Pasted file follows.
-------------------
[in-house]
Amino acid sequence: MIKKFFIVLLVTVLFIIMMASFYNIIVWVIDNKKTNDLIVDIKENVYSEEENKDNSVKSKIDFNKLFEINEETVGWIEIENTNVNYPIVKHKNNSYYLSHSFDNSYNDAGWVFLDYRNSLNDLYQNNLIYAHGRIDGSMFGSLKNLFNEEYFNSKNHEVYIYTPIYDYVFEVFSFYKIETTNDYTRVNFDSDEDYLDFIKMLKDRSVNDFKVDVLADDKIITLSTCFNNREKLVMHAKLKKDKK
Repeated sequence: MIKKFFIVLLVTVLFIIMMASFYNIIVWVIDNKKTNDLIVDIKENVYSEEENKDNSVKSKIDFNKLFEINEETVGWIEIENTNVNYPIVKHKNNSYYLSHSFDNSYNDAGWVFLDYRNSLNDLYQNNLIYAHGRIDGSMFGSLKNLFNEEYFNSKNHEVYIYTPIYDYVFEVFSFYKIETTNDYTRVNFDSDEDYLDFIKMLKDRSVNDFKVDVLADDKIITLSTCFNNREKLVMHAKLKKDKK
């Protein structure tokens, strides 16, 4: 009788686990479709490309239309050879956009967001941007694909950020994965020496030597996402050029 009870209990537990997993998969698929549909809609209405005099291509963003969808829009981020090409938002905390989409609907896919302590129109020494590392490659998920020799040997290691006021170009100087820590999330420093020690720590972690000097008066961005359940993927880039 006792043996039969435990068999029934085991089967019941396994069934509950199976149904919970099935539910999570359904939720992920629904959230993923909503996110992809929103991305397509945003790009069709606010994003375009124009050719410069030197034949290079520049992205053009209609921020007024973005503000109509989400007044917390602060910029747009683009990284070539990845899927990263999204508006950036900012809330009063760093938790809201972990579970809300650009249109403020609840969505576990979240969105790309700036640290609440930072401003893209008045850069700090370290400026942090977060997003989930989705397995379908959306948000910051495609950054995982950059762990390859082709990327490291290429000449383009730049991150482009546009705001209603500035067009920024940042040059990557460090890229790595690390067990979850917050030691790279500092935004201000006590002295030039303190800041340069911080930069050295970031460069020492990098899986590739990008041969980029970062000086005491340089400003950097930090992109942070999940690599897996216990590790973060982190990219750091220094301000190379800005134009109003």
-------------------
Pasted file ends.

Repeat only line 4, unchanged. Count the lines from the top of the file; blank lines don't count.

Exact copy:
């Protein structure tokens, strides 16, 4: 009788686990479709490309239309050879956009967001941007694909950020994965020496030597996402050029 009870209990537990997993998969698929549909809609209405005099291509963003969808829009981020090409938002905390989409609907896919302590129109020494590392490659998920020799040997290691006021170009100087820590999330420093020690720590972690000097008066961005359940993927880039 006792043996039969435990068999029934085991089967019941396994069934509950199976149904919970099935539910999570359904939720992920629904959230993923909503996110992809929103991305397509945003790009069709606010994003375009124009050719410069030197034949290079520049992205053009209609921020007024973005503000109509989400007044917390602060910029747009683009990284070539990845899927990263999204508006950036900012809330009063760093938790809201972990579970809300650009249109403020609840969505576990979240969105790309700036640290609440930072401003893209008045850069700090370290400026942090977060997003989930989705397995379908959306948000910051495609950054995982950059762990390859082709990327490291290429000449383009730049991150482009546009705001209603500035067009920024940042040059990557460090890229790595690390067990979850917050030691790279500092935004201000006590002295030039303190800041340069911080930069050295970031460069020492990098899986590739990008041969980029970062000086005491340089400003950097930090992109942070999940690599897996216990590790973060982190990219750091220094301000190379800005134009109003």